The origin of Tiramisù is quite uncertain as every region would like to claim as having “invented” this exquisite delicacy. It is said that in times past, Tiramisù was called “zuppa del duca” (the Duke’s trifle), in honour of Cosimo de Medici who brought the recipe to Florence, introducing it to all of Italy. Legend has it, also, that the Duke’s trifle became the favourite of all the nobility, who attributed it aphrodisiac and stimulating properties: hence the name Tiramisù – pick-me-up. The unofficial version, instead, tells that Tiramisù was invented by a pastry-maker from Turin in hounour of Camillo Benso, Count of Cavour, to aid him in his difficult enterprise of uniting Italy.
In the region of Veneto, it is said that tiramisu was invented in Treviso, at the “el Toulà” restaurant, which, at the time, was located near a brothel and served this “pick-me-up” dish.
Prepare around 10-12 cups of strong, sweetened espresso coffee and leave to cool.
Separate the egg whites from the yolks. Add the yolks to half of the sugar and whip with an electric whisk until you obtain a light yellow, foamy, creamy mixture.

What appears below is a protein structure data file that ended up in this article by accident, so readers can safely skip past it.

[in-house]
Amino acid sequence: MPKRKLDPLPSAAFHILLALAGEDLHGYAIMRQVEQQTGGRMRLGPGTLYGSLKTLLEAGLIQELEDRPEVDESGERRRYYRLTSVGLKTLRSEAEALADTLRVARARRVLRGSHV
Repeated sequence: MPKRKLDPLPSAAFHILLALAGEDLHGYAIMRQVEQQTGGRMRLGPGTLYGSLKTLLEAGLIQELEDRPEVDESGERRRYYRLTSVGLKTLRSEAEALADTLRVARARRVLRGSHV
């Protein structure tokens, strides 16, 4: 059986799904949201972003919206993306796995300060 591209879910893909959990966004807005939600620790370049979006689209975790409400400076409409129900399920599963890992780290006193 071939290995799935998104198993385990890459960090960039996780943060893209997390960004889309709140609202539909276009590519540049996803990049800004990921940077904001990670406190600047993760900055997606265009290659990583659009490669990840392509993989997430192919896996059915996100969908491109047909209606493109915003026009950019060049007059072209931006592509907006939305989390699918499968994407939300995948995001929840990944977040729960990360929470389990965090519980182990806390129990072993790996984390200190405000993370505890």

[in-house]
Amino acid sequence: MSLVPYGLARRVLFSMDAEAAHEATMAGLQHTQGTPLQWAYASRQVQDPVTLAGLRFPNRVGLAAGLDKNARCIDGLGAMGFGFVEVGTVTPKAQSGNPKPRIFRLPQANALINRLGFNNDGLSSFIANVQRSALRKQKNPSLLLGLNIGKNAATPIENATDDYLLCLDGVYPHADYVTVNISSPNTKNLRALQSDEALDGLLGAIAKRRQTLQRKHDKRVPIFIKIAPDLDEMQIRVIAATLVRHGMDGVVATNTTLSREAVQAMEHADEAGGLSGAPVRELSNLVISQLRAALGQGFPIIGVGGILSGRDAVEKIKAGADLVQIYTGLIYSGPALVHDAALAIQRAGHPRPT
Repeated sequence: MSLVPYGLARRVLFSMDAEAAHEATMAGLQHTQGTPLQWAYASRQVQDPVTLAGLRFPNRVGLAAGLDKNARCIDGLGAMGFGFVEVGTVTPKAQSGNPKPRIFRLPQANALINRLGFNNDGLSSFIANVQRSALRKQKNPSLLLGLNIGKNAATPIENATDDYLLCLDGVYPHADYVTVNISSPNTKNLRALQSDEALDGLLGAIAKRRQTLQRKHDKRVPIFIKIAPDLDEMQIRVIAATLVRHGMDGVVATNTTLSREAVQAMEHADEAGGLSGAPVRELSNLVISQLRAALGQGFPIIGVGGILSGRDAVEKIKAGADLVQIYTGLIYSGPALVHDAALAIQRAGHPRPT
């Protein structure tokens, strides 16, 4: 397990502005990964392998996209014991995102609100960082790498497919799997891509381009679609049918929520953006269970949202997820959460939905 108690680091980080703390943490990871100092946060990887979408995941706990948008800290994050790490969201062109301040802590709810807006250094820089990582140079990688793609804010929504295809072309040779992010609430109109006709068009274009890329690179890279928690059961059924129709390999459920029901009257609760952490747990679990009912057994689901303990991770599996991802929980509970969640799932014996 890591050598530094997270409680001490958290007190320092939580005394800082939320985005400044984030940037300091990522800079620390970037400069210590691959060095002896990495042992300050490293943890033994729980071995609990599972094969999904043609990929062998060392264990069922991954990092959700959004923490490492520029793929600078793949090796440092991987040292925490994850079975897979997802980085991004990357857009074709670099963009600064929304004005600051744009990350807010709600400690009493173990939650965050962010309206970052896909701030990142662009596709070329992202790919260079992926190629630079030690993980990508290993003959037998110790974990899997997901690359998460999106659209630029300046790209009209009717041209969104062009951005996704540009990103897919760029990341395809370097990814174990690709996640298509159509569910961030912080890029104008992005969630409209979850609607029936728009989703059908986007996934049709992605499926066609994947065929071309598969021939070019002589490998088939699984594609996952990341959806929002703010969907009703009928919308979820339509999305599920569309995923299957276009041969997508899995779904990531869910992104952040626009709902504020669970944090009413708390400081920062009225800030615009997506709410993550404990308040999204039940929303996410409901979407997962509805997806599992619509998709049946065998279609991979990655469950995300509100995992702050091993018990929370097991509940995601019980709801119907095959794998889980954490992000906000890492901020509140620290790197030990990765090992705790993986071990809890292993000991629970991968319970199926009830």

Add the mascarpone cheese to the yolk mix. Apart, whip the egg whites with an electric whisk. When they are nearly firm add the remaining sugar slowly, continuing to whisk until stiff peaks form. Fold this mixture gently into the egg yolk and mascarpone mix, stirring from beneath and upwards with a spoon, so as not to lose consistency.
With the cream ready, spread a spoonful of the mix on the bottom of each glass, or the bottom of a cake dish. Dip the ladyfingers into the cold espresso coffee taking care not to soak them too much. Place them in the glass or lay them out in the cake dish. Cut to size, if necessary.
Place a spoon of cream over the ladyfinger in the glass, or spread the cream evenly over the entire layer in the dish. Cover with another layer of ladyfingers, after having dipped them in coffee. Place the second layer in the opposite direction of the first layer. Cover with a final layer of cream mix. Sprinkle a layer of unsweetened cacao powder over the top, adding some chocolate flakes, if you like. Leave in the fridge for the dessert to set.
“Mokadek”, decaffeinated, is a blend of prestigious Arabica and Robusta coffees, decaffeinated delicately to maintain the unmistakable aroma, and ground to obtain the traditional Italian coffee with its intense smell and full taste.